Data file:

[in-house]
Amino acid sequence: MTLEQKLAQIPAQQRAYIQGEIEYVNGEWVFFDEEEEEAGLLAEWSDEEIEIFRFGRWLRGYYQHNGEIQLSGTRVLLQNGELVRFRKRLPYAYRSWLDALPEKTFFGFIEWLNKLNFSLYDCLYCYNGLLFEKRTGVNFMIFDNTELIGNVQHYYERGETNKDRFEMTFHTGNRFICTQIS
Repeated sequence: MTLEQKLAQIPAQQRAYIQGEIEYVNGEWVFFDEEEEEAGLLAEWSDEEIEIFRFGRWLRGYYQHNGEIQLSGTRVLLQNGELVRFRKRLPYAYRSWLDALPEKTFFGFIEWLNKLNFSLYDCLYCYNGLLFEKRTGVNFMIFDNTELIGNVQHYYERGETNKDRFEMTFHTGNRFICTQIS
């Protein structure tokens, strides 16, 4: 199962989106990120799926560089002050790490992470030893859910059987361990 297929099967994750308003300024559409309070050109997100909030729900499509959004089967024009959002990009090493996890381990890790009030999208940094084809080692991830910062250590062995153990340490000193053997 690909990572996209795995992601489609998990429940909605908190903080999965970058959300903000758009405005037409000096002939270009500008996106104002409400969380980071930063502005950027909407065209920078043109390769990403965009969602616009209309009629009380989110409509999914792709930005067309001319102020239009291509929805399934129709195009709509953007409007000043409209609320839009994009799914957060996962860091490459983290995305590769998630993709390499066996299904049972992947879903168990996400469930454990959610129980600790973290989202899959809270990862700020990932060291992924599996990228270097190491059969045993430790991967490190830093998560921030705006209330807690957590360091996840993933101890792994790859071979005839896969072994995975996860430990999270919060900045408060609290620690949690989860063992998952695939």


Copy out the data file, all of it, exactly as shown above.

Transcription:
[in-house]
Amino acid sequence: MTLEQKLAQIPAQQRAYIQGEIEYVNGEWVFFDEEEEEAGLLAEWSDEEIEIFRFGRWLRGYYQHNGEIQLSGTRVLLQNGELVRFRKRLPYAYRSWLDALPEKTFFGFIEWLNKLNFSLYDCLYCYNGLLFEKRTGVNFMIFDNTELIGNVQHYYERGETNKDRFEMTFHTGNRFICTQIS
Repeated sequence: MTLEQKLAQIPAQQRAYIQGEIEYVNGEWVFFDEEEEEAGLLAEWSDEEIEIFRFGRWLRGYYQHNGEIQLSGTRVLLQNGELVRFRKRLPYAYRSWLDALPEKTFFGFIEWLNKLNFSLYDCLYCYNGLLFEKRTGVNFMIFDNTELIGNVQHYYERGETNKDRFEMTFHTGNRFICTQIS
């Protein structure tokens, strides 16, 4: 199962989106990120799926560089002050790490992470030893859910059987361990 297929099967994750308003300024559409309070050109997100909030729900499509959004089967024009959002990009090493996890381990890790009030999208940094084809080692991830910062250590062995153990340490000193053997 690909990572996209795995992601489609998990429940909605908190903080999965970058959300903000758009405005037409000096002939270009500008996106104002409400969380980071930063502005950027909407065209920078043109390769990403965009969602616009209309009629009380989110409509999914792709930005067309001319102020239009291509929805399934129709195009709509953007409007000043409209609320839009994009799914957060996962860091490459983290995305590769998630993709390499066996299904049972992947879903168990996400469930454990959610129980600790973290989202899959809270990862700020990932060291992924599996990228270097190491059969045993430790991967490190830093998560921030705006209330807690957590360091996840993933101890792994790859071979005839896969072994995975996860430990999270919060900045408060609290620690949690989860063992998952695939």